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'The Mary', Yacht, Arriving with Princess Mary at Gravesend in a Fresh Breeze, 12 February 1689

Fine art

Object connections:

Collection Fine art, Oil paintings, Maritime Art Greenwich
Gallery locationNot on display
PeopleDepiction: Queen Mary II
VesselsMary (1677)

Object details:

Object ID BHC0328
Description After Prince William of Orange landed in Torbay in November 1688, during the 'Glorious Revolution' which deposed his father-in-law, the Catholic King James II, James fled the country. Within three months William was sufficiently established in England for his wife, James's daughter Princess Mary, to come over from Briel to join him. Landing at Gravesend, she then travelled by coach to Greenwich to be received by her sister Anne and brother-in-law Prince George of Denmark. The painting shows the scene viewed from the middle of Gravesend Reach looking upstream to the west and to Northfleet. The tower of Gravesend church is visible in the extreme left background with Tilbury in the distance. On the left there are two Dutch smack-rigged flutes, anchored lashed together, which were used as transports. Beyond them and to the right an English yacht at anchor is saluting with the masts of other Dutch transports visible beyond. Closer another royal yacht, in port-bow view, is coming up into the wind and preparing to drop anchor. Around her and in the foreground are a number of wherries and three official barges rowing up-stream after the 'Mary', yacht, with the princess aboard, which is just about to anchor and is taking in her sails. She is seen starboard-broadside view and, importantly, Princess Mary is shown in the stern, thus forming the central point of the painting. The yacht proclaims her significance with the red ensign at the stern and the Union jack flying on her bowsprit. At her masthead is the white standard of the 1688 revolution, on which is inscribed 'For the Protestant Religion and the Liberty of England'. Beyond the 'Mary' to the right and beneath her bowsprit are small boats, one under sail, with two rowing boats nearer the viewer pulling downstream. The crowded shipping includes three other English Royal yachts and over a dozen Dutch vessels of which some are firing salutes. The artist was the younger son of Willem van de Velde the Elder. Born in Leiden, he studied under Simon de Vlieger in Weesp and in 1652 moved back to Amsterdam. There he worked in his father's studio and developed the skill of carefully drawing and painting ships in tranquil settings. He changed his subject matter, however, when he came with his father to England in 1672, by working on views of royal yachts, men-of-war and on storm scenes. From 1672 the depiction of sea battles from the English side became a priority but unlike his father's they were not usually eyewitness accounts. However, from early 1674 both the van de Veldes were expressly patronized by Charles II for this purpose, the father to draw sea fights and the son - who was by far the more accomplished painter - 'for putting the said Draughts into Colours'. After his father's death in 1693 he was officially engaged to be present at and record significant maritime events. He continued to run a substantial and influential studio until his own death and with his father, especially as a painter, he is regarded as founder of the English school of marine painting. The painting is signed 'W.V.Velde J'.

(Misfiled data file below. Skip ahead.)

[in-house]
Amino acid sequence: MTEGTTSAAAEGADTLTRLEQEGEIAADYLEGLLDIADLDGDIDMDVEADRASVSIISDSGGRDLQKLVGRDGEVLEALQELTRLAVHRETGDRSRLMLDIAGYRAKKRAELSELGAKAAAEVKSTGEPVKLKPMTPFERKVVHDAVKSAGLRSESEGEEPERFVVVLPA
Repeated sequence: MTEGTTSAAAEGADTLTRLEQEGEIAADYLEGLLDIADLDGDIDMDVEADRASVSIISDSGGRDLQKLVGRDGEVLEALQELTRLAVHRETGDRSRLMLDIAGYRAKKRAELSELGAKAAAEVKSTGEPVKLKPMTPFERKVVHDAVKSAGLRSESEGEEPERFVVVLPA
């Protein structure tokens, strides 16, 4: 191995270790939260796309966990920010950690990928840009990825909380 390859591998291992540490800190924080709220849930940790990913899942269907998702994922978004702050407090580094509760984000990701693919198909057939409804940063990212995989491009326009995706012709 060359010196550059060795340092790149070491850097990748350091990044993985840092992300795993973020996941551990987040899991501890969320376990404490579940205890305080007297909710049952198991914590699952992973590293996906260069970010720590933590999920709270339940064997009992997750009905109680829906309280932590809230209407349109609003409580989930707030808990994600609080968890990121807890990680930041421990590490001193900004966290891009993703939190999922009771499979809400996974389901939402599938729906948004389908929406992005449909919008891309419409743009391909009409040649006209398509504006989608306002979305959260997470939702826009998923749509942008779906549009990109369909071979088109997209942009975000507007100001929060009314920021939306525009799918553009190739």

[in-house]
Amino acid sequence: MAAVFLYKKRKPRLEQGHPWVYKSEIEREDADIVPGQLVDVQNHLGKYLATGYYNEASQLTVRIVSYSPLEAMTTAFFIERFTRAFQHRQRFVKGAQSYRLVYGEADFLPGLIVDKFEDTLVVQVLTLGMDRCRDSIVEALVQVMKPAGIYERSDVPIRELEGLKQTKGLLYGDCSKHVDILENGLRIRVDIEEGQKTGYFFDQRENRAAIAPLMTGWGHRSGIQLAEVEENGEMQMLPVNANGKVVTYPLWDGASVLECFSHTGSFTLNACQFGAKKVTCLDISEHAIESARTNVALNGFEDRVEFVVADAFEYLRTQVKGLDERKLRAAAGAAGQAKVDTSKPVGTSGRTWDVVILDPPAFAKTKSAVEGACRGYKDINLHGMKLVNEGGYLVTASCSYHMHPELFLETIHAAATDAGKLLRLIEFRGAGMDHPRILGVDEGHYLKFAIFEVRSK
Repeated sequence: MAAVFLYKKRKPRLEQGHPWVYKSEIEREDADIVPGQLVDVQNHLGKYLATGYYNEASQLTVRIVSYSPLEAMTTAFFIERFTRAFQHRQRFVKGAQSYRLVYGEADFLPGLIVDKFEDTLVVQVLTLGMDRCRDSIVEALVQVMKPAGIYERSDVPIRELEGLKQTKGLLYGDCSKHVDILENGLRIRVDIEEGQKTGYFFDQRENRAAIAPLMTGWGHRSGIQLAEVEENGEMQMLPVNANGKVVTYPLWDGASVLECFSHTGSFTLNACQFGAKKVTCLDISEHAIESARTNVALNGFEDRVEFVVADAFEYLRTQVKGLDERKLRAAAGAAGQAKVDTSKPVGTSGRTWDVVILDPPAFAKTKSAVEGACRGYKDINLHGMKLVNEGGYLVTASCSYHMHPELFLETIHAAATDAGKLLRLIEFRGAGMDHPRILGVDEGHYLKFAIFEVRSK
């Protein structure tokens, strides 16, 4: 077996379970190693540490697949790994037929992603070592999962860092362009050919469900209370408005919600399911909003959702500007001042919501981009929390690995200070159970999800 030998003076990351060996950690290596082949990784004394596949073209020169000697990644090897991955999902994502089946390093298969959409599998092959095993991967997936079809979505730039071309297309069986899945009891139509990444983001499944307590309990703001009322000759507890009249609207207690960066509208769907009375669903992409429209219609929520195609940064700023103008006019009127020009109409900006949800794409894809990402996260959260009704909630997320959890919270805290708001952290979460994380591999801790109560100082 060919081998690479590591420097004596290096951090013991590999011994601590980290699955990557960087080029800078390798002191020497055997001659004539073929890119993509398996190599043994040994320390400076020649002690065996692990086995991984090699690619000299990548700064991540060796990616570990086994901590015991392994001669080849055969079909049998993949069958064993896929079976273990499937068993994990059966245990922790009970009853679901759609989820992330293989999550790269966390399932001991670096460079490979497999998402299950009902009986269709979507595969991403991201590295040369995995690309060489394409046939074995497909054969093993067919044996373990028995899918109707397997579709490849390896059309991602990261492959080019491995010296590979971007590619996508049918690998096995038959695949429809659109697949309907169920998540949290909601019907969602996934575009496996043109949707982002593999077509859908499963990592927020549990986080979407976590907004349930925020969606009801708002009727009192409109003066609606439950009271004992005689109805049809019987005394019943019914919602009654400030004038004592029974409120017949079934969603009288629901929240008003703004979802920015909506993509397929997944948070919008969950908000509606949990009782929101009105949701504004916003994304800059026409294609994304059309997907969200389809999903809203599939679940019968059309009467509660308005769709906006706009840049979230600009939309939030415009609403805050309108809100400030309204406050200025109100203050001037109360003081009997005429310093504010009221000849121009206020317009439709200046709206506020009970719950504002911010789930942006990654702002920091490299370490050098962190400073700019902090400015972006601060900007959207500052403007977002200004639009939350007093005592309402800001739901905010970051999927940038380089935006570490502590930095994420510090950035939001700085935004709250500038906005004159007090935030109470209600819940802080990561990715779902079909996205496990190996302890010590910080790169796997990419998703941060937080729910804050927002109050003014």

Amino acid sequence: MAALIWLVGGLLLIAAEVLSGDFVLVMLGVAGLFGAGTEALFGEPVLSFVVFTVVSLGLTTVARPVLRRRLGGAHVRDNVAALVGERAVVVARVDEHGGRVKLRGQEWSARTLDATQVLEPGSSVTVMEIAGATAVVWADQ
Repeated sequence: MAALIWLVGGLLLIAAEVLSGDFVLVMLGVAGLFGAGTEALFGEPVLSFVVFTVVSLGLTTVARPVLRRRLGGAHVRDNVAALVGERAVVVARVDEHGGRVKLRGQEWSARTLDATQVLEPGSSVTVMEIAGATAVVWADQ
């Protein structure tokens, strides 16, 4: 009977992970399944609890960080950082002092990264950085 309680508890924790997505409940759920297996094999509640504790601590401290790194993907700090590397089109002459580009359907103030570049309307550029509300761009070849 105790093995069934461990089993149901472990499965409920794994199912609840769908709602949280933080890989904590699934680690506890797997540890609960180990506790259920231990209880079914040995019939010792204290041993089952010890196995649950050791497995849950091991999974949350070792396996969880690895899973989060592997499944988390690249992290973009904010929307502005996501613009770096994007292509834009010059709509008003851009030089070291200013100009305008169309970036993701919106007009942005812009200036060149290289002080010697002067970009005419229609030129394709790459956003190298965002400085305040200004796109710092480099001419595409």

Date made circa 1689

Artist/Maker Velde, Willem van de
Credit National Maritime Museum, Greenwich, London, Caird Collection
Materials oil on canvas
Measurements Painting: 774 x 1732 mm; Frame: 957 mm x 1670 mm x 20 mm
  • 'The Mary', Yacht, Arriving with Princess Mary at Gravesend in a Fresh Breeze, 12 February 1689 (BHC0328)
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